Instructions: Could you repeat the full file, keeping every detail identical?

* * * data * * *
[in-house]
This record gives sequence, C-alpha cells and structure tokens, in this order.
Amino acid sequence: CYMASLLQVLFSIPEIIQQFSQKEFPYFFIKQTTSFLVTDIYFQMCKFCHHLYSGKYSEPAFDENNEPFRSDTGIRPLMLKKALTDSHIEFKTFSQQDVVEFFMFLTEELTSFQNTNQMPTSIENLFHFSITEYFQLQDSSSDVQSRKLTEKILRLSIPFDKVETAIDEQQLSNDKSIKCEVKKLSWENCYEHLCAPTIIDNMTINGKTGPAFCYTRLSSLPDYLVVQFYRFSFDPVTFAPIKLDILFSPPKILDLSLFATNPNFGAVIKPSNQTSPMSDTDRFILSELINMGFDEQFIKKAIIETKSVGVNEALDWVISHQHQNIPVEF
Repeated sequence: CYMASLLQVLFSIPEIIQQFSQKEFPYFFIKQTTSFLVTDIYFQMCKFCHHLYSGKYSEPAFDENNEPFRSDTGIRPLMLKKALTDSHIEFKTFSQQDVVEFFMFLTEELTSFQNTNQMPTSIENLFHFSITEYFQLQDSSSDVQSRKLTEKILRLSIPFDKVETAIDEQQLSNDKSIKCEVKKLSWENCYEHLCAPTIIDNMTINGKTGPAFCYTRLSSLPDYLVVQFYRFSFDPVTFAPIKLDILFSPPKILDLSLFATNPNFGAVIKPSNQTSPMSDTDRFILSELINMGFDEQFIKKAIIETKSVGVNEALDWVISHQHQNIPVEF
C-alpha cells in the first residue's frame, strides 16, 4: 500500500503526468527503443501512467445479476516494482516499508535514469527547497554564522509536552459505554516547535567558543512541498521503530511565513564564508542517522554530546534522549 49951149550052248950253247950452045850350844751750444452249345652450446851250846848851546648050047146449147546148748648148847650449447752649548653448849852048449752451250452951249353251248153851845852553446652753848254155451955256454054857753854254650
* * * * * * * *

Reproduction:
[in-house]
This record gives sequence, C-alpha cells and structure tokens, in this order.
Amino acid sequence: CYMASLLQVLFSIPEIIQQFSQKEFPYFFIKQTTSFLVTDIYFQMCKFCHHLYSGKYSEPAFDENNEPFRSDTGIRPLMLKKALTDSHIEFKTFSQQDVVEFFMFLTEELTSFQNTNQMPTSIENLFHFSITEYFQLQDSSSDVQSRKLTEKILRLSIPFDKVETAIDEQQLSNDKSIKCEVKKLSWENCYEHLCAPTIIDNMTINGKTGPAFCYTRLSSLPDYLVVQFYRFSFDPVTFAPIKLDILFSPPKILDLSLFATNPNFGAVIKPSNQTSPMSDTDRFILSELINMGFDEQFIKKAIIETKSVGVNEALDWVISHQHQNIPVEF
Repeated sequence: CYMASLLQVLFSIPEIIQQFSQKEFPYFFIKQTTSFLVTDIYFQMCKFCHHLYSGKYSEPAFDENNEPFRSDTGIRPLMLKKALTDSHIEFKTFSQQDVVEFFMFLTEELTSFQNTNQMPTSIENLFHFSITEYFQLQDSSSDVQSRKLTEKILRLSIPFDKVETAIDEQQLSNDKSIKCEVKKLSWENCYEHLCAPTIIDNMTINGKTGPAFCYTRLSSLPDYLVVQFYRFSFDPVTFAPIKLDILFSPPKILDLSLFATNPNFGAVIKPSNQTSPMSDTDRFILSELINMGFDEQFIKKAIIETKSVGVNEALDWVISHQHQNIPVEF
C-alpha cells in the first residue's frame, strides 16, 4: 500500500503526468527503443501512467445479476516494482516499508535514469527547497554564522509536552459505554516547535567558543512541498521503530511565513564564508542517522554530546534522549 49951149550052248950253247950452045850350844751750444452249345652450446851250846848851546648050047146449147546148748648148847650449447752649548653448849852048449752451250452951249353251248153851845852553446652753848254155451955256454054857753854254650